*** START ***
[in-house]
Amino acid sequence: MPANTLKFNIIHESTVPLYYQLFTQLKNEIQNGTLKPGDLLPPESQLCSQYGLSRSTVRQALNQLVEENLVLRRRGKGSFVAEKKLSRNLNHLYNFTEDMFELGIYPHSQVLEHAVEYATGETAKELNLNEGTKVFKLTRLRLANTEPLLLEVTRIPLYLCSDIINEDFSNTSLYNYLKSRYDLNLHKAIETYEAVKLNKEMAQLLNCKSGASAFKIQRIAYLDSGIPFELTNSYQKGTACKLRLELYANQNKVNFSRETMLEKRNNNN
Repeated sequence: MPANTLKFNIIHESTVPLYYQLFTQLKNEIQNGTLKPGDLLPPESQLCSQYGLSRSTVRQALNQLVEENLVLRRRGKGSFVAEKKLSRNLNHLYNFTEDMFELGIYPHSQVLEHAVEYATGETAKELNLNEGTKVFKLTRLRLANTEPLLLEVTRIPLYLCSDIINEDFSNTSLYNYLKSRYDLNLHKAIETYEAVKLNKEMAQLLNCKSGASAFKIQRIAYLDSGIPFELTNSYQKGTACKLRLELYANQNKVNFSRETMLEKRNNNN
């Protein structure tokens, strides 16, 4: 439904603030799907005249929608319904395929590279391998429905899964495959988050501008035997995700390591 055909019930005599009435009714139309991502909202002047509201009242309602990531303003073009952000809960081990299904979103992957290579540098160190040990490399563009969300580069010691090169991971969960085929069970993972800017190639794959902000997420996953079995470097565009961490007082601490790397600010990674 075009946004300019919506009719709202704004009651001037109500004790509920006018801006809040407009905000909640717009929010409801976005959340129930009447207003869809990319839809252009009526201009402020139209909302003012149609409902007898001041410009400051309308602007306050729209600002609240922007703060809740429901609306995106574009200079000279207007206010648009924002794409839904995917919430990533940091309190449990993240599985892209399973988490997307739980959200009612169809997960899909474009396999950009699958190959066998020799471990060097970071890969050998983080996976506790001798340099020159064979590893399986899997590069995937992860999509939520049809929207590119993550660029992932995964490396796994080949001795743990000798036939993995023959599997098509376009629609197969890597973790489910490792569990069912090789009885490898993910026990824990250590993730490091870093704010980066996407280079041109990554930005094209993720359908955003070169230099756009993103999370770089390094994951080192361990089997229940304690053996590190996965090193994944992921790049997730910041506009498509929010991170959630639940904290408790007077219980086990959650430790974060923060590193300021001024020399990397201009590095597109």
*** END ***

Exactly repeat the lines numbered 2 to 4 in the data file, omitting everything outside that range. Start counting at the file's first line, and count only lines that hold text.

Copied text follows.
Amino acid sequence: MPANTLKFNIIHESTVPLYYQLFTQLKNEIQNGTLKPGDLLPPESQLCSQYGLSRSTVRQALNQLVEENLVLRRRGKGSFVAEKKLSRNLNHLYNFTEDMFELGIYPHSQVLEHAVEYATGETAKELNLNEGTKVFKLTRLRLANTEPLLLEVTRIPLYLCSDIINEDFSNTSLYNYLKSRYDLNLHKAIETYEAVKLNKEMAQLLNCKSGASAFKIQRIAYLDSGIPFELTNSYQKGTACKLRLELYANQNKVNFSRETMLEKRNNNN
Repeated sequence: MPANTLKFNIIHESTVPLYYQLFTQLKNEIQNGTLKPGDLLPPESQLCSQYGLSRSTVRQALNQLVEENLVLRRRGKGSFVAEKKLSRNLNHLYNFTEDMFELGIYPHSQVLEHAVEYATGETAKELNLNEGTKVFKLTRLRLANTEPLLLEVTRIPLYLCSDIINEDFSNTSLYNYLKSRYDLNLHKAIETYEAVKLNKEMAQLLNCKSGASAFKIQRIAYLDSGIPFELTNSYQKGTACKLRLELYANQNKVNFSRETMLEKRNNNN
């Protein structure tokens, strides 16, 4: 439904603030799907005249929608319904395929590279391998429905899964495959988050501008035997995700390591 055909019930005599009435009714139309991502909202002047509201009242309602990531303003073009952000809960081990299904979103992957290579540098160190040990490399563009969300580069010691090169991971969960085929069970993972800017190639794959902000997420996953079995470097565009961490007082601490790397600010990674 075009946004300019919506009719709202704004009651001037109500004790509920006018801006809040407009905000909640717009929010409801976005959340129930009447207003869809990319839809252009009526201009402020139209909302003012149609409902007898001041410009400051309308602007306050729209600002609240922007703060809740429901609306995106574009200079000279207007206010648009924002794409839904995917919430990533940091309190449990993240599985892209399973988490997307739980959200009612169809997960899909474009396999950009699958190959066998020799471990060097970071890969050998983080996976506790001798340099020159064979590893399986899997590069995937992860999509939520049809929207590119993550660029992932995964490396796994080949001795743990000798036939993995023959599997098509376009629609197969890597973790489910490792569990069912090789009885490898993910026990824990250590993730490091870093704010980066996407280079041109990554930005094209993720359908955003070169230099756009993103999370770089390094994951080192361990089997229940304690053996590190996965090193994944992921790049997730910041506009498509929010991170959630639940904290408790007077219980086990959650430790974060923060590193300021001024020399990397201009590095597109």